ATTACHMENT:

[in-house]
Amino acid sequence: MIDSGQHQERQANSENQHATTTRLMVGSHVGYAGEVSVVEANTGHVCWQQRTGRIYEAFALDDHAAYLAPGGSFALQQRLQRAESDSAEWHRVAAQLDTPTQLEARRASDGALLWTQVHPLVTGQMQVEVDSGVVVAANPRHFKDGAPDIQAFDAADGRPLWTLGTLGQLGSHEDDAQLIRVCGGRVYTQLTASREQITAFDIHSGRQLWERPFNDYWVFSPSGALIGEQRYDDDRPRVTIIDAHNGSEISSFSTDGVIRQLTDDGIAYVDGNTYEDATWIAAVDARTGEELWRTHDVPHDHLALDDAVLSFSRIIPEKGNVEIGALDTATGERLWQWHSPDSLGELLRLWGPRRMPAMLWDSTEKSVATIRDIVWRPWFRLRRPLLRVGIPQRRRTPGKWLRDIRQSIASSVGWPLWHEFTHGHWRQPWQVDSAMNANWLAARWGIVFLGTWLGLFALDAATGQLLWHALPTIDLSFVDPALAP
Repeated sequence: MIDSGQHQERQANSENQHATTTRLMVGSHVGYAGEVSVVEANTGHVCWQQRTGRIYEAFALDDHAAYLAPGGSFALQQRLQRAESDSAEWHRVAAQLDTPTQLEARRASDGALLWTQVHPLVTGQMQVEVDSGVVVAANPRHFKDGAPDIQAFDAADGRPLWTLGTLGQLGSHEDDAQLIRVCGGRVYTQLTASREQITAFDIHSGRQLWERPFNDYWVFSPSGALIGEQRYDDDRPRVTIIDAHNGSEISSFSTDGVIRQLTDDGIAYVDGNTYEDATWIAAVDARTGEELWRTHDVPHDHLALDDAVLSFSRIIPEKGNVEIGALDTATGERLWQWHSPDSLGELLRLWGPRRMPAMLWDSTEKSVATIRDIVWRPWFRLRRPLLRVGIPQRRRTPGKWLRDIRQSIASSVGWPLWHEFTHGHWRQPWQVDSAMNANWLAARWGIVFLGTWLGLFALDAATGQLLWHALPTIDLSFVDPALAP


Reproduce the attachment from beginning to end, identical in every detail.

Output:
[in-house]
Amino acid sequence: MIDSGQHQERQANSENQHATTTRLMVGSHVGYAGEVSVVEANTGHVCWQQRTGRIYEAFALDDHAAYLAPGGSFALQQRLQRAESDSAEWHRVAAQLDTPTQLEARRASDGALLWTQVHPLVTGQMQVEVDSGVVVAANPRHFKDGAPDIQAFDAADGRPLWTLGTLGQLGSHEDDAQLIRVCGGRVYTQLTASREQITAFDIHSGRQLWERPFNDYWVFSPSGALIGEQRYDDDRPRVTIIDAHNGSEISSFSTDGVIRQLTDDGIAYVDGNTYEDATWIAAVDARTGEELWRTHDVPHDHLALDDAVLSFSRIIPEKGNVEIGALDTATGERLWQWHSPDSLGELLRLWGPRRMPAMLWDSTEKSVATIRDIVWRPWFRLRRPLLRVGIPQRRRTPGKWLRDIRQSIASSVGWPLWHEFTHGHWRQPWQVDSAMNANWLAARWGIVFLGTWLGLFALDAATGQLLWHALPTIDLSFVDPALAP
Repeated sequence: MIDSGQHQERQANSENQHATTTRLMVGSHVGYAGEVSVVEANTGHVCWQQRTGRIYEAFALDDHAAYLAPGGSFALQQRLQRAESDSAEWHRVAAQLDTPTQLEARRASDGALLWTQVHPLVTGQMQVEVDSGVVVAANPRHFKDGAPDIQAFDAADGRPLWTLGTLGQLGSHEDDAQLIRVCGGRVYTQLTASREQITAFDIHSGRQLWERPFNDYWVFSPSGALIGEQRYDDDRPRVTIIDAHNGSEISSFSTDGVIRQLTDDGIAYVDGNTYEDATWIAAVDARTGEELWRTHDVPHDHLALDDAVLSFSRIIPEKGNVEIGALDTATGERLWQWHSPDSLGELLRLWGPRRMPAMLWDSTEKSVATIRDIVWRPWFRLRRPLLRVGIPQRRRTPGKWLRDIRQSIASSVGWPLWHEFTHGHWRQPWQVDSAMNANWLAARWGIVFLGTWLGLFALDAATGQLLWHALPTIDLSFVDPALAP